The Great Way is not difficult
for those who have no preferences.
When love and hate are both absent
everything becomes clear and undisguised.
Make the smallest distinction, however,
and heaven and earth are set infinitely apart.
- Third Zen Patriach
As it is
A conscious dance class is often a microcosm of life. We are encouraged in the dance to become present and aware to what is alive inside us. To move from there. If we can 'let go', which really means 'let be', then we get into the flow of the Great Way. If we can accept the present experience fully, without judgement, without preference for it being anything other than as it is, we set ourselves onto the path of truth.
We cannot resolve or move through anything we are unwilling to look at or face. Walking the Great way is to discover the freedom that lies in both the highs and lows of our life's path. To be able to see everything we are experiencing as merely the territory we are moving through at this moment. We walk through valleys. Summit the peaks. Always we are moving. The great way is fully aligned to laws of nature. To live walking the path the great way, is to be in full alignment with our nature.
The trick here is that we are able to view that which is alive inside without any judgment. Without trying to create something that is not there or move away from something that is there that we don't want to face. This sounds easy. However it is not always that simple to do. It takes time to develop equanimity and awareness. To be able to see what we are resisting, or avoiding and rather open to it, allow it. The more we observe and allow, the more wisdom dawns. The more understanding we have of life.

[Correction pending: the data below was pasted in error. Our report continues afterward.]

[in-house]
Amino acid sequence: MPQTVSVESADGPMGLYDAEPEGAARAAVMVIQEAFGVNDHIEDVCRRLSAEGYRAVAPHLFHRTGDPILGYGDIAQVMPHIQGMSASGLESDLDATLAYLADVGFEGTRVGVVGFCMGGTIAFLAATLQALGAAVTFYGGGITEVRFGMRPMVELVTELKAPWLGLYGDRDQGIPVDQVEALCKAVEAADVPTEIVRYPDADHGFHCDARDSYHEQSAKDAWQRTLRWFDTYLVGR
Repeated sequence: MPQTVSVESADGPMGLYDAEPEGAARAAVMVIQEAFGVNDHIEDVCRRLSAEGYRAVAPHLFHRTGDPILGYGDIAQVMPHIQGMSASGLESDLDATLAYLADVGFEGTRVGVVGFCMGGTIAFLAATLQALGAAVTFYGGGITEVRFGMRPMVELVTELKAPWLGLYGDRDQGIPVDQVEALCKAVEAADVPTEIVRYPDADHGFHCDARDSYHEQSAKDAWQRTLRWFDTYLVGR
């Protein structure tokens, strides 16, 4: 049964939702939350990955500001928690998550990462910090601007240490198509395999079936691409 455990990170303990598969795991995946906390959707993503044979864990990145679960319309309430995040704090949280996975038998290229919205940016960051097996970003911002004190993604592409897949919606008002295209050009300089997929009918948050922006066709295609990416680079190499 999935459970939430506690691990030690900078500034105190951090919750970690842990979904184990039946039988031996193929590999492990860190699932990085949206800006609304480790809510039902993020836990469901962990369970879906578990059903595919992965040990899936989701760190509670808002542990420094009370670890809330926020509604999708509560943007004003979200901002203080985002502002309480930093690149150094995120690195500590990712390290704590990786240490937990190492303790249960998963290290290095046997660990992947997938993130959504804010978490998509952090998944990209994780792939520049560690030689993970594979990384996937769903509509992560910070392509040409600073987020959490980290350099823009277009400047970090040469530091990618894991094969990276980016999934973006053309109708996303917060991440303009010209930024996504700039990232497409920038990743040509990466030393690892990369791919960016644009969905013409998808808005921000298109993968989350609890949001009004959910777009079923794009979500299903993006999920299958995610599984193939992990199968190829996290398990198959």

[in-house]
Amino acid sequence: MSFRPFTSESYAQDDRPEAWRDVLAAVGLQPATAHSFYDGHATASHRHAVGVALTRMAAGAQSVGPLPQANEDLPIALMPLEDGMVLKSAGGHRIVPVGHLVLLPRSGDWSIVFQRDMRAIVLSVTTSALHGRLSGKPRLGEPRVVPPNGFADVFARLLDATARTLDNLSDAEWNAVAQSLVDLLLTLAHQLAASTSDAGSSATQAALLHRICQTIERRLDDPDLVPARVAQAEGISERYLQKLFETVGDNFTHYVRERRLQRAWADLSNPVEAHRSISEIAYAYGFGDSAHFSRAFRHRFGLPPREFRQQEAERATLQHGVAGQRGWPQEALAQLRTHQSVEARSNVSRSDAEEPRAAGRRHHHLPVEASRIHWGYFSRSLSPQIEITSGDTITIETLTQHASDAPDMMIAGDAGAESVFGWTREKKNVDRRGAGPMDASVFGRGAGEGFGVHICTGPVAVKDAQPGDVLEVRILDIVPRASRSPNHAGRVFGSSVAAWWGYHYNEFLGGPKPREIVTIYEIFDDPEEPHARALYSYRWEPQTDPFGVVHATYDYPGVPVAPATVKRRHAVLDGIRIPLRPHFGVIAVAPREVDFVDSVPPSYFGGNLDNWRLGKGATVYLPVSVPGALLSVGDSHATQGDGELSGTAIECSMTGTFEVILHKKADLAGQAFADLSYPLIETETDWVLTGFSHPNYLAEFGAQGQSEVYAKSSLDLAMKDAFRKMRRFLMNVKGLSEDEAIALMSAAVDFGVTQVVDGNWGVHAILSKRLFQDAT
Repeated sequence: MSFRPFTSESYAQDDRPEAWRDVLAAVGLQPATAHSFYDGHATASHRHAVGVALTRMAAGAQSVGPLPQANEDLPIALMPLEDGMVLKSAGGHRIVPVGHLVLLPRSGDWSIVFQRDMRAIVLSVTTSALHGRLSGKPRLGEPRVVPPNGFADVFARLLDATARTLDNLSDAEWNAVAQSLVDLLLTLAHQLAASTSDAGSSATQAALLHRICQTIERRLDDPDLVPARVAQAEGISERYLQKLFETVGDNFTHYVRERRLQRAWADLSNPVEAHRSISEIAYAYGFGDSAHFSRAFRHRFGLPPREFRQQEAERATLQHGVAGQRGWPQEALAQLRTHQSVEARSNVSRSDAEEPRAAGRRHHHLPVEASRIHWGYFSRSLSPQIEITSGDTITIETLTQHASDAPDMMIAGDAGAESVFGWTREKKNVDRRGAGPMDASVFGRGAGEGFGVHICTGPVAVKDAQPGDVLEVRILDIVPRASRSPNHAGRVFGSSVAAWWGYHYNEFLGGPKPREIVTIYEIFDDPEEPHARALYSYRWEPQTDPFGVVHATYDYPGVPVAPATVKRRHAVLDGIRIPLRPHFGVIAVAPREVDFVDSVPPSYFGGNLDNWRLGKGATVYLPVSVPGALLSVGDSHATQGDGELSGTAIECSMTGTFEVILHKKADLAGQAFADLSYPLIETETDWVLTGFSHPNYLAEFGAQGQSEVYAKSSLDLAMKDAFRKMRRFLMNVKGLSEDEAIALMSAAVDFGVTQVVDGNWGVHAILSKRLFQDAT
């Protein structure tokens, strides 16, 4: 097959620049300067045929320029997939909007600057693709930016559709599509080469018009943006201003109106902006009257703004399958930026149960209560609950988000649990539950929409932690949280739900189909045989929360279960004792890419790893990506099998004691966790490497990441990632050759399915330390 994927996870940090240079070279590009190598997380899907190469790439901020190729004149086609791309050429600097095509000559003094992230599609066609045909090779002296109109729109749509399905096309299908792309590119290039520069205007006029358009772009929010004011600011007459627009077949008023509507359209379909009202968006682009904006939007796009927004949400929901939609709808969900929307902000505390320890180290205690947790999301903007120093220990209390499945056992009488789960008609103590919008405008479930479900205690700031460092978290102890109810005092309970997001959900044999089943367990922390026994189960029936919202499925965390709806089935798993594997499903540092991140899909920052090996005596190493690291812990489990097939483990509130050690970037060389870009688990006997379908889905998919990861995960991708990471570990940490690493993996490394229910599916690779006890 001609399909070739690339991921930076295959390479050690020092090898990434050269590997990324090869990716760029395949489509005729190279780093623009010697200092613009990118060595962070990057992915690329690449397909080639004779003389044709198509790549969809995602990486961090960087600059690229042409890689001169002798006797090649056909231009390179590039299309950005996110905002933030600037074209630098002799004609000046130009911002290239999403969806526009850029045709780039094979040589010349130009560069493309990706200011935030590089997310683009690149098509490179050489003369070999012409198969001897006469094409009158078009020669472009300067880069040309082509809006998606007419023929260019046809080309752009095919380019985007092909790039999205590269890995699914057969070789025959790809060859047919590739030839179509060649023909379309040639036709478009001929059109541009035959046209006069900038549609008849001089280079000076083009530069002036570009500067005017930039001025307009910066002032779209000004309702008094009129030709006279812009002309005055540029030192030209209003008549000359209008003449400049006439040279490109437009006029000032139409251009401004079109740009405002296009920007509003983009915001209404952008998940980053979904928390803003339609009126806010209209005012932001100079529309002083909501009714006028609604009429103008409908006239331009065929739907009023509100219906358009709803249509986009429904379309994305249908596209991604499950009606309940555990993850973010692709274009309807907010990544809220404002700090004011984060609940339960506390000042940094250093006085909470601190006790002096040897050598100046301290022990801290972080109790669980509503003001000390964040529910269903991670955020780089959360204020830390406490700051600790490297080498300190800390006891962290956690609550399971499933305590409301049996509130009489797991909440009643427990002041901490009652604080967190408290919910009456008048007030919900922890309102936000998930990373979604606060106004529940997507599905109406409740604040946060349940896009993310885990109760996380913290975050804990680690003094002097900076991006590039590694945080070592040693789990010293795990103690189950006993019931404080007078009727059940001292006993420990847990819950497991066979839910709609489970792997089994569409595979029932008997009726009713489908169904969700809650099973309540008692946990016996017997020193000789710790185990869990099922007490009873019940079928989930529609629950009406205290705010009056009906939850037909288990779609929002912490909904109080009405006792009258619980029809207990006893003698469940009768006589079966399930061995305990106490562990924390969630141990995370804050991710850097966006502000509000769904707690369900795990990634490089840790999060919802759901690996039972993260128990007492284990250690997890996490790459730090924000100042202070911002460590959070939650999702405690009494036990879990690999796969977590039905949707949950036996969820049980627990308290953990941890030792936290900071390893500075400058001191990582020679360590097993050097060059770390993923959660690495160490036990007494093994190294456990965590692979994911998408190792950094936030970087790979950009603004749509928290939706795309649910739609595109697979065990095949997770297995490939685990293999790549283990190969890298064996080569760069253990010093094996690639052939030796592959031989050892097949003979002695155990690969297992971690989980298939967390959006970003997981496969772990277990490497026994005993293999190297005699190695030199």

Dancing the Great Way
In conscious dance we practice all this. All the elements of the class provide us with an opportunity. We often first notice where we still have preference, or judgment. The music. Other dancers. The environment. The facilitation. Our minds. This body. All things that we either fully accept and find a way to move with, or resist, judge, and criticise. The mind plays tricks with us and will find many reasons to have preference:- I hate this song! I wish he would stop talking so much! I don't like the way that person is dancing! It's too hot. I'm so tired. And if we give in we then stop moving freely.
So we arrive at the above poem, by the Third Zen Patriach. "The great way is not difficult for those who have no preferences" The great way refers to our life's true path. Not the path of fancy. Or the path we want to walk. Nor the path we are walking but can't stand. Playing with this theme in dance allows us to work with our ability to accept life as it is. Truly see things as they actually are, and not judge anything, compare anything, or push anything away. We begin to get into our flow, and we move with where we are going anyway.
If we look at most our behaviour in life we will discover that spend a large amount of our time running towards things we want, and/or running away from things we don't want. We seek comfort and security. Society feeds off this behaviour. It would be fine, provided we could always get what we want and successfully avoid what we don't want.
The truth is we cannot always control this and and often exhaust ourselves in the process of trying. Accepting our lives as they are does not mean becoming a passive victim to our circumstances. When we fully accept things without preference, we are then free to choose how we move with it. All the energy that were wasting in the effort to change or get away from something, is now available to respond to what is. We become responseAble.
How this translates on the dance floor is in being able to move and dance and express ourselves fully. Regardless of what dance is bringing. Be it a tune we don't like, a feeling we find difficult, a sublimely beautiful blissful feeling, a thought that disturbs our peace, or a feeling of exhaustion in the body. The guidelines are simple, to stay present, and to stay in movement. Can we follow these guidelines no matter what our present is? Or do we allow our preference to stop us moving?
Click here to hear Ram Dass reciting the full Great Way poem.